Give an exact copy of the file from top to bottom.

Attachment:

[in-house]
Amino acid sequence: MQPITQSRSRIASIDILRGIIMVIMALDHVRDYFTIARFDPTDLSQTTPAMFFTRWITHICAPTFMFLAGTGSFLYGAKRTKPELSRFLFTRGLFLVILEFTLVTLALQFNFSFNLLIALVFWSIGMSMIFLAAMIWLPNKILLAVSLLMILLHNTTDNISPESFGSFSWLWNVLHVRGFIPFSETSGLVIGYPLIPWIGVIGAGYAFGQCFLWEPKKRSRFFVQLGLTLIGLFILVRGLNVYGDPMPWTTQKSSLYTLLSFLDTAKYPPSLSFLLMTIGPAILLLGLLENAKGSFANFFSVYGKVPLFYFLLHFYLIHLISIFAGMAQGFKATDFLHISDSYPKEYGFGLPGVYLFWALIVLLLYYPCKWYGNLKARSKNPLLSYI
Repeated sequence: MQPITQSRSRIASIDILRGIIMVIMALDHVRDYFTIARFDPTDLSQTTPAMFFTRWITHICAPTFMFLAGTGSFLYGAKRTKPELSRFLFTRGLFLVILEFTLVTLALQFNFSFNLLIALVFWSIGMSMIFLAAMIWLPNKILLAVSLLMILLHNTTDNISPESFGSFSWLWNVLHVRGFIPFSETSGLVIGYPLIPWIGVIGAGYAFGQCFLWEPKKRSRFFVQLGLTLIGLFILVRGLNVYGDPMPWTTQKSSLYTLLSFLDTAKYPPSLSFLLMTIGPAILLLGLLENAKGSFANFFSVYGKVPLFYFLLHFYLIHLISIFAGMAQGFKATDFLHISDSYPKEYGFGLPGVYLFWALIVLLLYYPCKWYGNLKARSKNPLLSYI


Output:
[in-house]
Amino acid sequence: MQPITQSRSRIASIDILRGIIMVIMALDHVRDYFTIARFDPTDLSQTTPAMFFTRWITHICAPTFMFLAGTGSFLYGAKRTKPELSRFLFTRGLFLVILEFTLVTLALQFNFSFNLLIALVFWSIGMSMIFLAAMIWLPNKILLAVSLLMILLHNTTDNISPESFGSFSWLWNVLHVRGFIPFSETSGLVIGYPLIPWIGVIGAGYAFGQCFLWEPKKRSRFFVQLGLTLIGLFILVRGLNVYGDPMPWTTQKSSLYTLLSFLDTAKYPPSLSFLLMTIGPAILLLGLLENAKGSFANFFSVYGKVPLFYFLLHFYLIHLISIFAGMAQGFKATDFLHISDSYPKEYGFGLPGVYLFWALIVLLLYYPCKWYGNLKARSKNPLLSYI
Repeated sequence: MQPITQSRSRIASIDILRGIIMVIMALDHVRDYFTIARFDPTDLSQTTPAMFFTRWITHICAPTFMFLAGTGSFLYGAKRTKPELSRFLFTRGLFLVILEFTLVTLALQFNFSFNLLIALVFWSIGMSMIFLAAMIWLPNKILLAVSLLMILLHNTTDNISPESFGSFSWLWNVLHVRGFIPFSETSGLVIGYPLIPWIGVIGAGYAFGQCFLWEPKKRSRFFVQLGLTLIGLFILVRGLNVYGDPMPWTTQKSSLYTLLSFLDTAKYPPSLSFLLMTIGPAILLLGLLENAKGSFANFFSVYGKVPLFYFLLHFYLIHLISIFAGMAQGFKATDFLHISDSYPKEYGFGLPGVYLFWALIVLLLYYPCKWYGNLKARSKNPLLSYI